Keep reading... Show less
Animals
Emilie Chen / Flickr / CC BY-ND 2.0

Against All Odds, Mountain Gorilla Numbers Are on the Rise

By Jason Bittel

The news coming out of East Africa's Virunga Mountains these days would have made the late (and legendary) conservationist Dian Fossey very happy. According to the most recent census, the mountain gorillas introduced to the world in Gorillas in the Mist, Fossey's book and the film about her work, have grown their ranks from 480 animals in 2010 to 604 as of June 2016. Add another couple hundred apes living in scattered habitats to the south, and their population as a whole totals more than 1,000. Believe it or not, this makes the mountain gorilla subspecies the only great apes known to be increasing in number.

Keep reading... Show less
Politics
Donald Trump and Russia's President Vladimir Putin arrive to attend a joint press conference after a meeting at the Presidential Palace in Helsinki, on July 16, 2018. YURI KADOBNOV / AFP / Getty Images

'Traitor' Trump 'Colludes' With Putin Over Oil

By Andy Rowell

A "traitor." "Putin's Poodle." "Open Treason." These are just some of the harsh headlines to greet Trump after yesterday's summit in Helsinki with Russian President Vladimir Putin.

The papers back home were indignant with rage. The New York Times called Trump Putin's "lackey." The paper said that this was the summit that Putin had dreamed of for eighteen years, and Trump had willingly obliged.

Keep reading... Show less
Food
Hero Images / Getty Images

How to Have Your Healthiest Summer Cookout Ever

By Isabel Walston, EWG Intern

Summer is in full swing, which means many Americans are planning cookouts complete with friends, family and fresh food. Whether you're having a casual kickback or a big bash, Environmental Working Group (EWG) has you covered with tips and tricks to keep your summer cookout fun-filled and healthy.

Keep reading... Show less
Sponsored
Climate
Doha, Qatar. Pixabay

Will Climate Change Make the Next World Cup Too Hot to Handle?

By Aimee Sison

After four weeks of fanfare, the 2018 World Cup has come to a close. France's victory in Sunday's final marked the end of a summer filled with thrilling victories, surprise defeats, national pride (and disappointment), penalty kick-induced panic and many other emotions associated with soccer.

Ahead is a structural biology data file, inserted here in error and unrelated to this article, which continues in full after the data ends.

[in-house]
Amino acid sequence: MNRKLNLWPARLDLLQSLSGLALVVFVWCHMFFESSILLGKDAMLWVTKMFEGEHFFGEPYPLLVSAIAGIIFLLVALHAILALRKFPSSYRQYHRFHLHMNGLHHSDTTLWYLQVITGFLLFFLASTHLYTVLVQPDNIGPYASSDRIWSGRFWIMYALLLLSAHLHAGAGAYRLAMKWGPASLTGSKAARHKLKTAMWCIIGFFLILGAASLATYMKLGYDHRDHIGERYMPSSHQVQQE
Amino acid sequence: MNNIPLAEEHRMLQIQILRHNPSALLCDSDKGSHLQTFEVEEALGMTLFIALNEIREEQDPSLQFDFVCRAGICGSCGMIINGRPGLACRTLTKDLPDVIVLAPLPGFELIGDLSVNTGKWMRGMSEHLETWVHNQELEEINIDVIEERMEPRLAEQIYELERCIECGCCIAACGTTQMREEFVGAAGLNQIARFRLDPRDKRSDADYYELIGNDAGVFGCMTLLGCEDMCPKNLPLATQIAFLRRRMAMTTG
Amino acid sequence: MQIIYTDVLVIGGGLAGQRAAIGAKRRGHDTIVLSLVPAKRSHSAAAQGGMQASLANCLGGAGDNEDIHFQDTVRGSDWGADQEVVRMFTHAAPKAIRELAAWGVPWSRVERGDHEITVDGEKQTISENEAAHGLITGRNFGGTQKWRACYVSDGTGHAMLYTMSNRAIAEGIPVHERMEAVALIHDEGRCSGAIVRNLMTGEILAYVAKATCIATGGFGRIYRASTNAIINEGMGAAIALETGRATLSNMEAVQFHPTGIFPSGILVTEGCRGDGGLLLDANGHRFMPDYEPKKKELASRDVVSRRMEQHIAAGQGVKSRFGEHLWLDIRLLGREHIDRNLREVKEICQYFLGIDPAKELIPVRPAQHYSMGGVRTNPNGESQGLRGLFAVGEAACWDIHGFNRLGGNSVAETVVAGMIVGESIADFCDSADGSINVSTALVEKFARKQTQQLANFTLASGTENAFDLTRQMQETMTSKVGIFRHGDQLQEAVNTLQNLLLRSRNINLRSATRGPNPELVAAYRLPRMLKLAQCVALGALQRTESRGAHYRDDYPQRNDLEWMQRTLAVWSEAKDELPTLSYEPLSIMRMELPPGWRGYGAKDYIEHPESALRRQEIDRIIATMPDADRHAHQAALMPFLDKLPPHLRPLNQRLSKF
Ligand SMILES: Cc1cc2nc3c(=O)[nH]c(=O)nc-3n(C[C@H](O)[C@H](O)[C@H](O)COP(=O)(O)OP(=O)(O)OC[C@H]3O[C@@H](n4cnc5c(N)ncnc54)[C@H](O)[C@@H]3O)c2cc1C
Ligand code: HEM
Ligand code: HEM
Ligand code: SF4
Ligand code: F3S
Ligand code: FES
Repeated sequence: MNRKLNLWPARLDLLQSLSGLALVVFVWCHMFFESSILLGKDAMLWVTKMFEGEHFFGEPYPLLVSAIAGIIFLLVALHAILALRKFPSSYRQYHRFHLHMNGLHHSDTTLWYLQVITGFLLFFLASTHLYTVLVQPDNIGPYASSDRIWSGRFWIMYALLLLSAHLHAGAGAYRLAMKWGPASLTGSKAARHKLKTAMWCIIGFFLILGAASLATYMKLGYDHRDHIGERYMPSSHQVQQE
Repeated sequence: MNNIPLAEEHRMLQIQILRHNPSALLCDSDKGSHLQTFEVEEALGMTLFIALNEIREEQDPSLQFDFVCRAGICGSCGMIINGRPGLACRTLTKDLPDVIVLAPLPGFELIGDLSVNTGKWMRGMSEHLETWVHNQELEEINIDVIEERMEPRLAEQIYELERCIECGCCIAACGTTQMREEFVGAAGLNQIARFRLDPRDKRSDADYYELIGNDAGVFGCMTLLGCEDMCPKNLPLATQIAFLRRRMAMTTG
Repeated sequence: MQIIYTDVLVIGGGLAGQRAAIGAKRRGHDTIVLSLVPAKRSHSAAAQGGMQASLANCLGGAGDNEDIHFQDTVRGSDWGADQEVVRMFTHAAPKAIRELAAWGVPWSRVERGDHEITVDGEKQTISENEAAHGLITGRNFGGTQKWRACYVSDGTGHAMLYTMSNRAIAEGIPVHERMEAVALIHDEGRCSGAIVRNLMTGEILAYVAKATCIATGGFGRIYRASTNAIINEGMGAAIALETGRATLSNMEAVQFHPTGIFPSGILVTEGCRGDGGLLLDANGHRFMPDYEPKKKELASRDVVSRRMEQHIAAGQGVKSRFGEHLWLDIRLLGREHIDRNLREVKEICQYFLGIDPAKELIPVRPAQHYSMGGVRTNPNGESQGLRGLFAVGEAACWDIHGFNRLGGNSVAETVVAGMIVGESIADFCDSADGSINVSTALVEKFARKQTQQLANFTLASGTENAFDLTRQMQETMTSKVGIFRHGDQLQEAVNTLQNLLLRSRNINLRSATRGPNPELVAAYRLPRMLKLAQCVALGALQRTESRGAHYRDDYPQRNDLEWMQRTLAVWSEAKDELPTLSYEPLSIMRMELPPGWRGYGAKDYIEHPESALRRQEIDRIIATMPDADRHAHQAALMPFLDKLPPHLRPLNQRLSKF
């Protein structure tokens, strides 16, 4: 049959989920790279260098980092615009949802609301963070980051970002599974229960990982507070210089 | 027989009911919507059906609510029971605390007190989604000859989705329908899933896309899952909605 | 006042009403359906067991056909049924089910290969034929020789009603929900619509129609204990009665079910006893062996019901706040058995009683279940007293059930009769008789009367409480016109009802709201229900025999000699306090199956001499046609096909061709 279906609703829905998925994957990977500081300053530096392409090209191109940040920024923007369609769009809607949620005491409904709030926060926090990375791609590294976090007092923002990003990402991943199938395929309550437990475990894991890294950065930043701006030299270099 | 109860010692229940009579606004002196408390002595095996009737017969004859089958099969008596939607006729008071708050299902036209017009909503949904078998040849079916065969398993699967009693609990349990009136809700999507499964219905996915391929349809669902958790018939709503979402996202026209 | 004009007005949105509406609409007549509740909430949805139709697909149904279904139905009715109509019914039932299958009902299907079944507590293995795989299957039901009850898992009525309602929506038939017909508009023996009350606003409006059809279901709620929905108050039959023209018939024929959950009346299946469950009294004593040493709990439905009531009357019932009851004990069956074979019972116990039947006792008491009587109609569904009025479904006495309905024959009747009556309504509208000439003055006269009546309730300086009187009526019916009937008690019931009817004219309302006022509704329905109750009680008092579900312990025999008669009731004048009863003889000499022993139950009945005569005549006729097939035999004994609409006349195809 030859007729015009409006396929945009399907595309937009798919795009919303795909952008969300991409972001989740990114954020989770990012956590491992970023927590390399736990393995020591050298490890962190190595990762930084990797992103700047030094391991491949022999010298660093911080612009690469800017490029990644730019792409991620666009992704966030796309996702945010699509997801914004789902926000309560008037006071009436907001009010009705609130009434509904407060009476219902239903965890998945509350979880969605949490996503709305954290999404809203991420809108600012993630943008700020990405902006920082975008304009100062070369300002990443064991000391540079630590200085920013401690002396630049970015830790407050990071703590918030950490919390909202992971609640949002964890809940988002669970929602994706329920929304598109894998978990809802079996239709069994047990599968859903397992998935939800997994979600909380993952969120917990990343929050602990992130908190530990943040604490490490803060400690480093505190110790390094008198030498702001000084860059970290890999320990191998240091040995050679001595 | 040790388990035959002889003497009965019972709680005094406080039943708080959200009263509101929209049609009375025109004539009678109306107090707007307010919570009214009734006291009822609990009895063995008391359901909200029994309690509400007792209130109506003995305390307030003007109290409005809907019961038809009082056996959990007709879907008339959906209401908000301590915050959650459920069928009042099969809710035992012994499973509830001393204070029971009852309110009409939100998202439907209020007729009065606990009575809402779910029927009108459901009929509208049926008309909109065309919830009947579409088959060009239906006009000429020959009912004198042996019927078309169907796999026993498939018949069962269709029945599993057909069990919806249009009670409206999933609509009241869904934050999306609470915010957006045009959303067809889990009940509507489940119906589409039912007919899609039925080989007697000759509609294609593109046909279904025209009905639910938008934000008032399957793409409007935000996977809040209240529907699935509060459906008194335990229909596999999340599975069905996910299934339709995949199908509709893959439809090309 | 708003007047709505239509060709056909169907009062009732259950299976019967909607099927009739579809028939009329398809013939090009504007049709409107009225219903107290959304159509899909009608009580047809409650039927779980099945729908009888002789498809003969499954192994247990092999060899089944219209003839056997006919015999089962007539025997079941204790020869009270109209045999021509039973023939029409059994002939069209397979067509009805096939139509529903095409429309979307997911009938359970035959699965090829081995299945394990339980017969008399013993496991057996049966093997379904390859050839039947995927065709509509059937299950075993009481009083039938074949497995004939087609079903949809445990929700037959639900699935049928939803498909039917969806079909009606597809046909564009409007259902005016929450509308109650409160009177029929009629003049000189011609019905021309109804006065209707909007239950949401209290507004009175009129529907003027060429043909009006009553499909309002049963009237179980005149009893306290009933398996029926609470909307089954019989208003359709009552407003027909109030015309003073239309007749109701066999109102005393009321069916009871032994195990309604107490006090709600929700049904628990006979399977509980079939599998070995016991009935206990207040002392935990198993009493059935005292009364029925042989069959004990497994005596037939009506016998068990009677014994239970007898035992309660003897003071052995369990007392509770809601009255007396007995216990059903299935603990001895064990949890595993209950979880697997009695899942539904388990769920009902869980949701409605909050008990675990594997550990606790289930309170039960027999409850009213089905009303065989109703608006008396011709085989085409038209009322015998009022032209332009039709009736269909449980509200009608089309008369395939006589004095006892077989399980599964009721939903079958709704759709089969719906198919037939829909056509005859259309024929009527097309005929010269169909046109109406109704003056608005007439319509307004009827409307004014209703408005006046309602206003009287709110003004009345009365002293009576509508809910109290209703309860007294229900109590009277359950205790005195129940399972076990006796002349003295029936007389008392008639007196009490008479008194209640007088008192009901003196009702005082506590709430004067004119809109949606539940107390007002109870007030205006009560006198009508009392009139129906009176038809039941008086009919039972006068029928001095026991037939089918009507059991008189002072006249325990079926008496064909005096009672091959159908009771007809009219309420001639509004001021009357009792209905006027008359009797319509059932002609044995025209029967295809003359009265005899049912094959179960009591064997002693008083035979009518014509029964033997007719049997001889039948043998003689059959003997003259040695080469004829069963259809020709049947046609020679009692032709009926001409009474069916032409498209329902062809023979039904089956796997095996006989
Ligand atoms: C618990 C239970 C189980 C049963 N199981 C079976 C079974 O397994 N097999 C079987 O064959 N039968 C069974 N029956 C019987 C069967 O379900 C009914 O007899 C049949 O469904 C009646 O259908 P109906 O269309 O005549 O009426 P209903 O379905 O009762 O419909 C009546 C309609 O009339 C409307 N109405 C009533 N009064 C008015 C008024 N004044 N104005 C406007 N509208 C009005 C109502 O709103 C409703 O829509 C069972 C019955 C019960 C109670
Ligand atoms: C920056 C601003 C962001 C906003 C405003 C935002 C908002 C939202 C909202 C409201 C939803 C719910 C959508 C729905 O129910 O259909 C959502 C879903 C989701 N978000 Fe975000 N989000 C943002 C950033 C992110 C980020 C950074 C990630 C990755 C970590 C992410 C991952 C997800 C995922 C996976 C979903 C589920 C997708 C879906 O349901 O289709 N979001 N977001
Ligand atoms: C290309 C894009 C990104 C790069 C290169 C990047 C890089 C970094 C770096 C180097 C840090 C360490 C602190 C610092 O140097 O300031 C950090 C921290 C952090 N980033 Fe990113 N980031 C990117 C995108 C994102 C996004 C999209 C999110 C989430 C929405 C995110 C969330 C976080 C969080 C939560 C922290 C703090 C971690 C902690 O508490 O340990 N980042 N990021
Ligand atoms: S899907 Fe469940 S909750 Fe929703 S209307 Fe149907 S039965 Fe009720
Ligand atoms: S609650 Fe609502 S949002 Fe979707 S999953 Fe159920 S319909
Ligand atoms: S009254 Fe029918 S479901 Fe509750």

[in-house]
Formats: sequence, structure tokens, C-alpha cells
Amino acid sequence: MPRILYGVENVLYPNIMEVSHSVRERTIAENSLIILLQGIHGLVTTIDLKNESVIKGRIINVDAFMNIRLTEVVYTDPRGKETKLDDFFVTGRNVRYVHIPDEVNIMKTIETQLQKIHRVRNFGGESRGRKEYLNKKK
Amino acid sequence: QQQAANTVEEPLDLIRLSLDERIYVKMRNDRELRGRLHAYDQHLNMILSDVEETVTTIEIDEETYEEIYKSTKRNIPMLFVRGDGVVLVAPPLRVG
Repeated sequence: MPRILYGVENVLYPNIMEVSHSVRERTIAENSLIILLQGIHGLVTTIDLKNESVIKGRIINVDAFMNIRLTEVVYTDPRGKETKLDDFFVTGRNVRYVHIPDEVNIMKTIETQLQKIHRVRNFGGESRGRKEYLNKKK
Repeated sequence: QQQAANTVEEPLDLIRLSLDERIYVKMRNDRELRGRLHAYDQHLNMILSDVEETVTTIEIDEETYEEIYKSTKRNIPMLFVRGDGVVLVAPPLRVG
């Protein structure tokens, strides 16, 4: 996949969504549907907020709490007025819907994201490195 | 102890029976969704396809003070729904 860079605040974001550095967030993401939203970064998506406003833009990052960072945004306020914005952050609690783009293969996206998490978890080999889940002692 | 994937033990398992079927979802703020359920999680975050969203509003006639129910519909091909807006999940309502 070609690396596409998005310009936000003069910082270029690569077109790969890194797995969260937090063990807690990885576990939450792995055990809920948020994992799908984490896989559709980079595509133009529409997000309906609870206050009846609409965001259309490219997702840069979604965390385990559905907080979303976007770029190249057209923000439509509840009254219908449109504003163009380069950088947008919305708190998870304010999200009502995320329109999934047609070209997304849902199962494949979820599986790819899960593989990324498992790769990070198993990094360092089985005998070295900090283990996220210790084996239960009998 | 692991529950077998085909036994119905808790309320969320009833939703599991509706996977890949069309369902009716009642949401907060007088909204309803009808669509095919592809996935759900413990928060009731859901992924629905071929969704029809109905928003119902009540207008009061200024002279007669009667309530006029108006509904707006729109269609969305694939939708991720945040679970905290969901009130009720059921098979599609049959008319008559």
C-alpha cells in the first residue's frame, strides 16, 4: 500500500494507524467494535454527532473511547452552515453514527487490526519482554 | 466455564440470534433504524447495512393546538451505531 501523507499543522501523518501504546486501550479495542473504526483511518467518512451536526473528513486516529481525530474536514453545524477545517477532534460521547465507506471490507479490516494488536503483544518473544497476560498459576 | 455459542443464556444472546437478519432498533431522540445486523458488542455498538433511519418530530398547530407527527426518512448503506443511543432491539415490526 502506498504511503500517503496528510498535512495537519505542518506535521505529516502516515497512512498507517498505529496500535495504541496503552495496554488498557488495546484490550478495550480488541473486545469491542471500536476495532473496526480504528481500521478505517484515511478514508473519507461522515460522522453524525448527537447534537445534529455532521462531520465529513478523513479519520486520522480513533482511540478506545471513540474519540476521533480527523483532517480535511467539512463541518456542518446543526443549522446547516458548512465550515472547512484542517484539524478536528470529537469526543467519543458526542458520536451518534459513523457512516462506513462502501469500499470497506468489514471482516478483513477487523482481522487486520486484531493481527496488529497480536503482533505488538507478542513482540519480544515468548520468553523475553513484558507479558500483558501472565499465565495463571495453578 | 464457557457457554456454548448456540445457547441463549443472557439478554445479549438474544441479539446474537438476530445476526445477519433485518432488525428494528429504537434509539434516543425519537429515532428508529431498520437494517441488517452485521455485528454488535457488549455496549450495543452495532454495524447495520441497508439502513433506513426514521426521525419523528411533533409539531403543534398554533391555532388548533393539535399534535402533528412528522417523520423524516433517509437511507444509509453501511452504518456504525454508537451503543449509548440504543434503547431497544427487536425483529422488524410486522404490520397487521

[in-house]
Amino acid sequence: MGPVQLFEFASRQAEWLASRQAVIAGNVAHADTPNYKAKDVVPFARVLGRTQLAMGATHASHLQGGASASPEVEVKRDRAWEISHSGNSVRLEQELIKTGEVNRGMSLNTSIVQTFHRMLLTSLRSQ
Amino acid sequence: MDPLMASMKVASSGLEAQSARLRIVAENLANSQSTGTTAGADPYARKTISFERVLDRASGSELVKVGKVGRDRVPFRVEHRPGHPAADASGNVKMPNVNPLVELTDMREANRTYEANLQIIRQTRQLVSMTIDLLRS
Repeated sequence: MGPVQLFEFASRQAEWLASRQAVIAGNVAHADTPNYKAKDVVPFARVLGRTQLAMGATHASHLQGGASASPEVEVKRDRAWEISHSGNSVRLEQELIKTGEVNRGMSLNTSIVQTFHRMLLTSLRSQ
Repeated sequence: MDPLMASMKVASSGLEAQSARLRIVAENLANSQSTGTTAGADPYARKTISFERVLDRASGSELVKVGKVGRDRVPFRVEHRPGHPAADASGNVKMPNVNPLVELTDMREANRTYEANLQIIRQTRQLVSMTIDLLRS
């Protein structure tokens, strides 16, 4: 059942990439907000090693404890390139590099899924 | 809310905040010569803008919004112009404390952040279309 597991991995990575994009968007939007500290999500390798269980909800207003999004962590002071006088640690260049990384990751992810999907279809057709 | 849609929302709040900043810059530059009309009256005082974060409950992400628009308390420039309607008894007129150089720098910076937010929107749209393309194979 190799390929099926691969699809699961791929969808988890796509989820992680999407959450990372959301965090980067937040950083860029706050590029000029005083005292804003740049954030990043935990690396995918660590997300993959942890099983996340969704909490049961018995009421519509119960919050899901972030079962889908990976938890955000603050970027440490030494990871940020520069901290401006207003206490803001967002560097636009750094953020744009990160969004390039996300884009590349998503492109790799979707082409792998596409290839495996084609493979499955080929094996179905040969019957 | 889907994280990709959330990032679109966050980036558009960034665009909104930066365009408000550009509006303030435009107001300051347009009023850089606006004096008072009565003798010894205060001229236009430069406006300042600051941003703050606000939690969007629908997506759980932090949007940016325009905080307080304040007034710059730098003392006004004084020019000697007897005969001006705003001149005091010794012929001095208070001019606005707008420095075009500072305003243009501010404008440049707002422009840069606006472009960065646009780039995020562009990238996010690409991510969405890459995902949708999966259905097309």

Keep reading... Show less
Health
Fairfax County / CC BY-ND 2.0

Protect Yourself From Disease-Carrying Ticks, Mosquitoes With EWG's 2018 Guide to Bug Repellents

A number of factors should come into play when you're choosing a bug repellent: what part of the country you live in, where you plan to travel, whether you're pregnant and whether you are planning to use the product on children. EWG's 2018 Guide to Bug Repellents can help you find the right product for yourself and your family.

No repellent works every place against every pest, so it is worth researching the diseases insects and ticks carry where you plan to spend time outside. The repellent you might choose for a backpacking trip in Colorado could be different from the one that might suffice for a picnic on an East Coast beach.

Keep reading... Show less
Sponsored
Climate
Bigbiggerboat / CC BY-SA 4.0

Sea Level Rise Could Sink Internet Infrastructure

Sea level rise may be coming for your Internet.

The first ever study to look at the impact of climate change on the Internet found that more than 4,000 miles of fiber optic cable in U.S. coastal regions will be underwater within 15 years and 1,000 traffic hubs will be surrounded, a University of Wisconsin (UW)—Madison press release reported.

Keep reading... Show less
Business
Adidas shoes made with Parley ocean plastics. Adidas

Adidas Will Use Only Recycled Plastics by 2024

Adidas has long been committed to the fight against single-use plastics. Since 2015, it has partnered with Parley for the Oceans to respond to the plastic pollution crisis threatening marine life. In June, Adidas CEO Kasper Rorsted announced the company had sold one million shoes made from plastic collected and recycled from the oceans.

Keep reading... Show less
Sponsored

mail-copy

The best of EcoWatch, right in your inbox. Sign up for our email newsletter!